Review contains some spoilers.
Continuing in the heavy aftermath of season one, the second season of Agents of S.H.I.E.L.D. follows Agent Phil Coulson and his team as they try to rebuild their fallen organization and combat the forces of HYDRA. This season introduces a bigger cast of characters on the main team, making up for the loss of forces in season one. The story also delves deeper into what is going on in the background of the MCU, developing plotlines planted previously and providing more information, which we are privy to thanks to Coulson’s new position as the director of S.H.I.E.L.D.
While the idea of following a powerful, worldwide organization like S.H.I.E.L.D. has its appeal, this series was made much more interesting thanks to the organization’s collapse. They are still resourceful and possess capable agents, but they are also substantially compromised and limited. One wrong move could spell the end of everything once and for all, and this feeling is palpable throughout the season. Where I got a sense of comfort and security before, characters are now more on edge. The stakes are so much higher, and they convey this quite well. Nobody feels like they’re in their comfort zone any longer, which made old characters easier to get invested in, as well as the new ones.
The two that gained the most in this case were Fitz and Simmons, who I warmed to at the end of season one, but felt severely one-note and basic in the beginning. Fitz has suffered brain damage, and this greatly affected both his ability to perform for the team and his relationship with Simmons, whose unrequited feelings make things all the more difficult for him. Simmons is hurt by the damage done to her relationship with Fitz, whom she is seemingly incapable of helping. She also starts to develop more hostile feelings toward powered individuals, which are not completely radical or unjustified, but are still threatening enough to cause concern.
This season also did a great job of giving faces to its villains, rather than the shadowy roles of previous overarching antagonists. Due to the length of this show’s seasons this involved a few, including Doctor Whitehall, a prominent member of HYDRA, and Skye’s father Calvin Johnson (Mr. Hyde). While I understand the reason for the secrecy in season one, I prefer it when the villains have a presence, and each brought something uniquely sinister to the table, with splashes of grey morality for some as well.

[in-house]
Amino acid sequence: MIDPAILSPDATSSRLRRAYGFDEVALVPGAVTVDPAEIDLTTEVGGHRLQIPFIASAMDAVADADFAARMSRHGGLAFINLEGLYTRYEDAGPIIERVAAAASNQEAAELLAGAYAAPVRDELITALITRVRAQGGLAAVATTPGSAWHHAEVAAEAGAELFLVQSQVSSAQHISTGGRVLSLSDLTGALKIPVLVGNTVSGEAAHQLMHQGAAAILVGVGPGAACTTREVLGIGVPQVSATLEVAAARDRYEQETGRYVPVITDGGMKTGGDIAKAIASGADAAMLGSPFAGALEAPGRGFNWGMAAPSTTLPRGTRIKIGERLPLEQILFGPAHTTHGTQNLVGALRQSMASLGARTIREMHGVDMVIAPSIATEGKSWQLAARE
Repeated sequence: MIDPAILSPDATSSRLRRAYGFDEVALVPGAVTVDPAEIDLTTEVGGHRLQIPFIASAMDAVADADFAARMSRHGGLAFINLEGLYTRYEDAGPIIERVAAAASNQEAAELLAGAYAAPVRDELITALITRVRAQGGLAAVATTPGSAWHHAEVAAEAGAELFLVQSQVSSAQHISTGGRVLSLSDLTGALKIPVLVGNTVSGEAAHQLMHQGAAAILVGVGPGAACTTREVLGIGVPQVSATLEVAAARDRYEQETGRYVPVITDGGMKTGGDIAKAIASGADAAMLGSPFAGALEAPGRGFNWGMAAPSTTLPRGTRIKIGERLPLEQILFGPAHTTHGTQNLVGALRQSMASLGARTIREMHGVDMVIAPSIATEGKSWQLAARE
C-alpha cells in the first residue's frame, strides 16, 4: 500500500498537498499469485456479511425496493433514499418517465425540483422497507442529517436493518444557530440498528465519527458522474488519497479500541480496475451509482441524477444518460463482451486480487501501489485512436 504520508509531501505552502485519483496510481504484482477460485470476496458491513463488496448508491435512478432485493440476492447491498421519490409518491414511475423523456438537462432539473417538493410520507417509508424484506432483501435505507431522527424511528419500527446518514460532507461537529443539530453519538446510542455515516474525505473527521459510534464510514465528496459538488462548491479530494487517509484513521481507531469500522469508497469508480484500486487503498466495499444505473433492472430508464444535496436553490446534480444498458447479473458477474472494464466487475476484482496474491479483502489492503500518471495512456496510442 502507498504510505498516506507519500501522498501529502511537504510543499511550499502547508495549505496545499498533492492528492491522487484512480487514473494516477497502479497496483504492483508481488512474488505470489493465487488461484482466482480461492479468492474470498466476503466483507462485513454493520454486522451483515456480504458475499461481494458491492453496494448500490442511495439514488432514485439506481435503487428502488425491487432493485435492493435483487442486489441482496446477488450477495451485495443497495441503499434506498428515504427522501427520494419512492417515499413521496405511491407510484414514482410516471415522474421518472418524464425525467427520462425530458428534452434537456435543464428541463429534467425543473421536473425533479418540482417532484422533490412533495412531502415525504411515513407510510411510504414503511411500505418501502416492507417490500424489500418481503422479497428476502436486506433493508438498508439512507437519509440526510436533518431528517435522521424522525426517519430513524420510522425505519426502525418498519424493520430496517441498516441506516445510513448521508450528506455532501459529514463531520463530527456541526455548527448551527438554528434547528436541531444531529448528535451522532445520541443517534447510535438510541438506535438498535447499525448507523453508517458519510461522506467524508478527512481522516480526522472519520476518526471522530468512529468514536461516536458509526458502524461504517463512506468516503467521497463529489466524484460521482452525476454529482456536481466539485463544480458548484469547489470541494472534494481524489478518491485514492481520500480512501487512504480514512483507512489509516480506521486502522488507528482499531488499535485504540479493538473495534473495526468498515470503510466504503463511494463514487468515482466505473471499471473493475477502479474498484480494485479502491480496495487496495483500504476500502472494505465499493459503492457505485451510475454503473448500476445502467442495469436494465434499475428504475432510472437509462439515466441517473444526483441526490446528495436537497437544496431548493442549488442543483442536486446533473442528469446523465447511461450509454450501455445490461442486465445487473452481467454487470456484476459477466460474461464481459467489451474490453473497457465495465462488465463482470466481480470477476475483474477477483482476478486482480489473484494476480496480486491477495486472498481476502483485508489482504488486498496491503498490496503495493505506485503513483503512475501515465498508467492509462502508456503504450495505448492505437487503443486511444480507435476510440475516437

Speaking of villains, Grant Ward was still just as significant of an adversary. Contrasted with how he was depicted while undercover for HYDRA he is a phenomenal villainous presence. He wasn’t really the centre of any major plotline, but always managed to be threatening. He has unexpectedly managed to become one of the MCU’s best villains, and the hints dropped during the finale leave me hopeful that he will become a big player again in the series’ future.
I do, however, feel that the transition from the villains of the first half of the season to the second didn’t flow as smoothly as we have seen before. Once again this show feels its length at times, and I think it would benefit from being a little more concise. I understand that there is always a break between each half of the season, and that is perhaps how it ought to be viewed, but watching it continually made it feel like too much going on for one season. I did appreciate, however, that none of the episodes felt like filler.
While other Marvel series have done a great job of telling more self-contained stories, I really like how prominently Agents of S.H.I.E.L.D. has become the backdrop of the universe. It shows the beginnings of what will eventually change the entire landscape of the world, be it the Index foreshadowing Superhero Registration, or the widespread emergence of more Inhumans in the world. It’s formed itself into a great series that stands well on its own, while also acting as a supplement to the MCU as a whole. If season one left you at all uncertain if you should continue, season two should put that to bed. This season was great and only shows signs of getting better.